It was snowing, big wet chunks falling everywhere. Morningside Avenue and Morningside Drive are two different things, and this particular afternoon in February was a bad time to realize that, because they’re separated by a park with a steep cliff that drops off sharply, and I was at the bottom of the cliff. I believe I already mentioned the snow. By the time I arrived at the writer Sam Lipsyte’s apartment—40 minutes late—at the higher point of the journey, my clothes were soaked through with cold water and sweat and the sole of my right shoe had fallen off. Mr. Lipsyte answered the door looking surprised. I coughed twice.
This wasn’t the graceful entrance I was hoping for, but there was something appropriate about it; Mr. Lipsyte’s fiction is about lowered expectations. In his 2010 novel The Ask, the middle-aged protagonist, Milo Burke, a failed idealist and former artist who’s recently been fired from his job asking people whose lives worked out better than his to donate money to a university, thinks to himself, “How little I resembled the man I figured for the secret chief of my several selves.” The novel is a comedic masterpiece, but depending on where the reader is in life, it can seem much less funny.
The Literary Life
“There was something about the invitation that made me wear a jacket,” the novelist Sam Lipsyte deadpanned last Friday night at a magazine launch in an apartment on West 10th Street. Yes, some usual suspects were there—Jeffrey Eugenides, Ben Marcus, editors from The Wall Street Journal and Newsweek, and writers from The New York Times and The New Yorker—but aside from that, this wasn’t your average literary party: the attire was more art-world chic than MFA tweedy.
The American Reader isn’t your average literary magazine. The Princeton grads who run it have barely closed their second issue, and already it is being hailed as the next Paris Review or n+1.
Goodbye to all that
Everybody in New York publishing is very happy for Ira Silverberg. The former literary agent, a fixture in the industry for 26 years, started his new job as literary director at the National Endowment for the Arts earlier this week. And from the day his departure was announced to the day the job began, colleagues and clients have affected determined good cheer.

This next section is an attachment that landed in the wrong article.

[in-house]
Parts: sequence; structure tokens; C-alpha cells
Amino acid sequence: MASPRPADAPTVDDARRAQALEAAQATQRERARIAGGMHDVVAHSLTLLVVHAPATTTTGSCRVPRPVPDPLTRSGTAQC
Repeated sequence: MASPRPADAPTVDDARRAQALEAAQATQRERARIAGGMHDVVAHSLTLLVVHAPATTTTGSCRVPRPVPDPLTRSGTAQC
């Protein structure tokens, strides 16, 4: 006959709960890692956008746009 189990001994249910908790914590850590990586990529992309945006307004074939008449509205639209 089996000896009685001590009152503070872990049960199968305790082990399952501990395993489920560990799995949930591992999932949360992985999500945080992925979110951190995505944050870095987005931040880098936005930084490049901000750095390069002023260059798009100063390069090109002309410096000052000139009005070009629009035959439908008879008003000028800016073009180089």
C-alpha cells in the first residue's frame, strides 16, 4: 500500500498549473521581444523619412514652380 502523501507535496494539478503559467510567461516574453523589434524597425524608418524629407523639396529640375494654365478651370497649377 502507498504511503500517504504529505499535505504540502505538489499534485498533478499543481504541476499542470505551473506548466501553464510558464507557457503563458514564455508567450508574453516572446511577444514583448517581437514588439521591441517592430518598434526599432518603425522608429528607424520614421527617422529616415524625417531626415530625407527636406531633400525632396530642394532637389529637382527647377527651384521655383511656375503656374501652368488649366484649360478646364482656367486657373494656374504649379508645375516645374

“I’m sorry for his writers,” said Sarah Burnes, a literary agent and friend. “But I’m happy for the writers of America.”
“It’s the perfect job for him,” said Lorin Stein, editor of The Paris Review, “securing money for worthy projects — especially projects that aren’t on the face of it worthy or obvious.”
But beneath all the breezy congratulations a hint of dread could be detected. Ira Silverberg might have left New York, but was New York ready to lose Ira Silverberg? Especially to Washington D.C.?
Yesterday two New York Times sections declared the night young.
The Book Review was among the sections that managed to avoid the headline of the week, but they seem to be having a hard time staying away from the Lipsyte family. This week Robert Lipsyte, sports writer and YA author, wrote the essay, on children’s Read More
Stars: They're Just Like Us
While The Times wrings its hands, the new blog The Days of Yore offers reassurance for the under-employed youth. The site interviews real-life famous people (Writers! Actors, even!) about their pasts. How did they manage to survive and (eventually) succeed when, as Anne Fadiman puts it, one’s salad days can seem Read More
The Big Four-Oh
Sam Lipsyte’s recent novel The Ask has been almost universally praised by critics. Over the weekend A.O. Scott wrote in The New York Times that the author sums up “the formative experiences of his generation in a voice seemingly characteristic of that overeducated, insecure demographic cohort, who came of age in the late ’80s Read More
If you need to be told what status galleys are, chances are you’ve never had the pleasure of owning one. Or, if you need a reminder, here’s the piece we did last summer. Basically the term refers to an advance reader’s copy of a highly anticipated book that hasn’t been published yet. If you Read More
Emotionally misshapen losers are taking over contemporary literature!
Just kidding. Those guys have been running the show for centuries. But it does seem like every other literary novel that comes out these days has at its center some variation on the classic antihero—a character whose flaws are worn plainly if not Read More
Attention, all of you out there with Adjustment Problems, with Bad People Skills. Bring me your tired, your Poorly Adjusted, all you with Serious Attitude Problems and Persistent Authority Issues. You who don’t play well with others. I won’t say our time has come, but I’m sensing the signs of a culture shift. That’s my Read More
Home Land, by Sam Lipsyte. Picador, 240 pages, $13.
What to call male, unmarried life between the age of 27 and 40? Sunset youth? Still-coming-of-age? These are years of rejiggered aspiration, metabolic slowdown, waning cool.
Boo-hoo. It ain’t prostate cancer. It ain’t Falluja. Does anyone want to read fiction about not-quite-still-young men contemplating Read More